Dr Van Fossen: There's several things that they can do. One is actually just having an awareness of what their risk is. Then the options for risk reduction should be discussed in a shared decision-making environment with your provider. Some things that you can do are lifestyle modifications. This provides a teachable moment for the promotion of overall health. So we know that almost one-half or 40% of post-menopausal breast cancers can be prevented by decreasing alcohol use, so less than three drinks per week, having a normal body mass index or decreasing obesity factors, and then increasing physical activity. So exercising 30 minutes a day five days a week will reduce the risk for breast cancer. Eating a healthy diet, which is plenty of fruits and vegetables, more of a plant-based diet rather than a lot of processed foods or red meat type of foods. Then getting the regular screenings including the annual mammogram and getting a physical exam from their physician are also important to do.   

Host:   Yeah, definitely. Of course just overall health is such a good thing anytime during COVID or to help reduce the risk of breast cancer. It’s just great for mental and physical wellness. Thanks so much for being on doctor. So Dr. Brantley, let’s shift to you now. Why should women get screening mammograms? If they should get them—and we believe they should—starting at what age?

Keristen Brantley, MD (Guest):   So the reason why we recommend that women receive their screening mammograms is to ultimately detect breast cancer as early as possible. The earlier that is detected typically the easier it is to treat. So we like to catch it before there are any breast symptoms. Before there’s a lump or any skin changes that way if there is a problem, it’s just much easier to treat. We want to start getting our mammograms at the age of 40. Now you may come across some different recommendations depending on the various societies, but as a member of the American College of Radiology, it is our recommendation that women start their annual mammograms at the age of 40 unless there are other compounding factors like an increased risk of breast cancer. In those cases, you may need to present earlier for a screening mammogram. That’s a conversation that you would want to have with your doctor whether that be a primary care physician or your gynecologist about your own individual risk and when you should start.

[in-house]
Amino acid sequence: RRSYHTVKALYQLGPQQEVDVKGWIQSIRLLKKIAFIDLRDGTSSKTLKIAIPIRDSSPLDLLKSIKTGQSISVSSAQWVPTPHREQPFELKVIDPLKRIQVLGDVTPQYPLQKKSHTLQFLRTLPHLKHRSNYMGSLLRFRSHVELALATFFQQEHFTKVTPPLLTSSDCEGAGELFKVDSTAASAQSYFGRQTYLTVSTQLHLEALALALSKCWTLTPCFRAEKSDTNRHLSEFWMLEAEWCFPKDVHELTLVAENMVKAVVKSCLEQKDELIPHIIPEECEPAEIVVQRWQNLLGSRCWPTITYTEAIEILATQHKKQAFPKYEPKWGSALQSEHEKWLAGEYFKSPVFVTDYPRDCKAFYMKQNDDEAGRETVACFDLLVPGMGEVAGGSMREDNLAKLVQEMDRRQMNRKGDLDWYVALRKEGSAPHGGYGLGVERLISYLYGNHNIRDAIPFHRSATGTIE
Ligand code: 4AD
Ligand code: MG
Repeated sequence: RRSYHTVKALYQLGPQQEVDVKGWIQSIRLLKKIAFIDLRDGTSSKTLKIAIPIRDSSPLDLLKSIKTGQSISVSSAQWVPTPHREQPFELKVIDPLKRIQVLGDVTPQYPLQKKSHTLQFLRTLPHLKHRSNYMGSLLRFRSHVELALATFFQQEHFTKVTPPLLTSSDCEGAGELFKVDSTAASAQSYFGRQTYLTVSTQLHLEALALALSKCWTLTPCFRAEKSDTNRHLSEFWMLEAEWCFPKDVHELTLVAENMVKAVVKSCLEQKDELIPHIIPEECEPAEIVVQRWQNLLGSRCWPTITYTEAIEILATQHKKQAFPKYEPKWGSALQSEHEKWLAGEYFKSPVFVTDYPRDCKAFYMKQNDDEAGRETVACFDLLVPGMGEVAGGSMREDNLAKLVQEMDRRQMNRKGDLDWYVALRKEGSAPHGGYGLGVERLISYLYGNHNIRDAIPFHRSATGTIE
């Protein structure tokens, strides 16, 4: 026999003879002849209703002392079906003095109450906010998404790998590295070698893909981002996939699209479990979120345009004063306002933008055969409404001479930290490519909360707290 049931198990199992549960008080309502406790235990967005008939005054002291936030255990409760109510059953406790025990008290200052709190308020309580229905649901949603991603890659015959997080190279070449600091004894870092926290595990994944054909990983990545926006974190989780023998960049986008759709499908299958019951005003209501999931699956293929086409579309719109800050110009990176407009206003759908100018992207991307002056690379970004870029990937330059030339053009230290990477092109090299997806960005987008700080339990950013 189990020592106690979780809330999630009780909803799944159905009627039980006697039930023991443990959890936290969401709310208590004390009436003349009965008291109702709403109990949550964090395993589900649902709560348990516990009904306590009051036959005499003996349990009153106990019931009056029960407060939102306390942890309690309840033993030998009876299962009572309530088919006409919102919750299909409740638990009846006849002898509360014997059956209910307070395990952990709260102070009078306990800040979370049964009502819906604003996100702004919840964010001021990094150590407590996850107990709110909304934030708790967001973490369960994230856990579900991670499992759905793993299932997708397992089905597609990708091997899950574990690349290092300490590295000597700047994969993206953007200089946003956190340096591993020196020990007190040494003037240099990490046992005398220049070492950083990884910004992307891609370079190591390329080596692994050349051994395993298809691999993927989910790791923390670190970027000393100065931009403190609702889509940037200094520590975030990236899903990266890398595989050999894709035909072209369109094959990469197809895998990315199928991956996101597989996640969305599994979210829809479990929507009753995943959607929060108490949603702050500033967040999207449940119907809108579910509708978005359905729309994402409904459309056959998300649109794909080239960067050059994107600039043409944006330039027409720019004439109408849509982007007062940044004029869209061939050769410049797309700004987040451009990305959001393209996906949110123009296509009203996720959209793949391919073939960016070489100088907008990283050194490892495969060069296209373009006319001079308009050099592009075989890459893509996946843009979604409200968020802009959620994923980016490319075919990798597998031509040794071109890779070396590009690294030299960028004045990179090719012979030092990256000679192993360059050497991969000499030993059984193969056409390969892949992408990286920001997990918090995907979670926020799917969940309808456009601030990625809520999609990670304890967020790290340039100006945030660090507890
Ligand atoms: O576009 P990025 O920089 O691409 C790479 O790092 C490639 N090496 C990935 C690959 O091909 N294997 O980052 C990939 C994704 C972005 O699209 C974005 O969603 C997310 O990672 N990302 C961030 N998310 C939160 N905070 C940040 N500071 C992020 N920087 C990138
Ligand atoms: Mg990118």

Host:   Yeah, that sounds right. So when we talk about mammograms, what’s a 3D mammogram and does that cost more?

Dr Brantley
:   Sure. A 3D mammogram is very similar to a 2D mammogram. They’re both x-rays of the breast with low dose radiation. The 3D mammogram differs however in that we take more pictures at multiple angles. What that does is it allows the radiologist to get a better view of the breast in more of a 3D setting. So there’s many benefits to that including increased detection of breast cancers at earlier time frames. It also can help cutdown on the callback rate because we’re able to tell if something is real or not more readily with the addition of the additional images. As far as the cost, there may be some increased costs but that is going to be passage onto the insurance company. Most insurance companies including Medicare and Medicaid are covering the 3D mammograms. So the patient should not expect to have any increased out of pocket costs.

Host:   That’s good to know, especially since there's so many benefits to a 3D mammogram. Speaking on mammograms, is there ever a point in which women would stop getting them?

Dr Brantley:   There’s no set age when you stop getting mammograms. It really depends on the health of the patient. As long as the patient is healthy and they desire to remain healthy, then you continue to have your screening mammograms. Up until the point where you reach and age or a health condition where if you did find a breast cancer, you wouldn’t be inclined to do anything about it anyway. If that’s not the case, we just recommend that you keep being screened as long as you're in good health.

   What’s the difference between screening and diagnostic mammograms?